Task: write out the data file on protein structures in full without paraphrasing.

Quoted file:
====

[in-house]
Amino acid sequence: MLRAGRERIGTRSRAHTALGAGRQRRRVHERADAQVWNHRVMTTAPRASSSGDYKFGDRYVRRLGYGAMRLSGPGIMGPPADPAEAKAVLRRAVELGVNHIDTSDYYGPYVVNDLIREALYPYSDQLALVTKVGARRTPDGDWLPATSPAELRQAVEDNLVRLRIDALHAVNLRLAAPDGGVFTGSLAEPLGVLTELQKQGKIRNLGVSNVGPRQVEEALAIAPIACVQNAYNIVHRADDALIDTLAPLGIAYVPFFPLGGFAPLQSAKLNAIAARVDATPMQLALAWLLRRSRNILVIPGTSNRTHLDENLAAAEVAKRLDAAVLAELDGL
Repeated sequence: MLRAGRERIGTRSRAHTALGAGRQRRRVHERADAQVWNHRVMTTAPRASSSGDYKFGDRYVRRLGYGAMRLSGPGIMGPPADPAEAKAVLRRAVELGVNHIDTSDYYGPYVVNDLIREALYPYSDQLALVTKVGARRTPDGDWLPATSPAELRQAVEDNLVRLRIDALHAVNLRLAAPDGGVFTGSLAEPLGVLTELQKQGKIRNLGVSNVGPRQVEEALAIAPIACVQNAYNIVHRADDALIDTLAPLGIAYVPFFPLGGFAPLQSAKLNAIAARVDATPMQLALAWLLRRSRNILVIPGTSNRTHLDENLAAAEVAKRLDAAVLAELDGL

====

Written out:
[in-house]
Amino acid sequence: MLRAGRERIGTRSRAHTALGAGRQRRRVHERADAQVWNHRVMTTAPRASSSGDYKFGDRYVRRLGYGAMRLSGPGIMGPPADPAEAKAVLRRAVELGVNHIDTSDYYGPYVVNDLIREALYPYSDQLALVTKVGARRTPDGDWLPATSPAELRQAVEDNLVRLRIDALHAVNLRLAAPDGGVFTGSLAEPLGVLTELQKQGKIRNLGVSNVGPRQVEEALAIAPIACVQNAYNIVHRADDALIDTLAPLGIAYVPFFPLGGFAPLQSAKLNAIAARVDATPMQLALAWLLRRSRNILVIPGTSNRTHLDENLAAAEVAKRLDAAVLAELDGL
Repeated sequence: MLRAGRERIGTRSRAHTALGAGRQRRRVHERADAQVWNHRVMTTAPRASSSGDYKFGDRYVRRLGYGAMRLSGPGIMGPPADPAEAKAVLRRAVELGVNHIDTSDYYGPYVVNDLIREALYPYSDQLALVTKVGARRTPDGDWLPATSPAELRQAVEDNLVRLRIDALHAVNLRLAAPDGGVFTGSLAEPLGVLTELQKQGKIRNLGVSNVGPRQVEEALAIAPIACVQNAYNIVHRADDALIDTLAPLGIAYVPFFPLGGFAPLQSAKLNAIAARVDATPMQLALAWLLRRSRNILVIPGTSNRTHLDENLAAAEVAKRLDAAVLAELDGL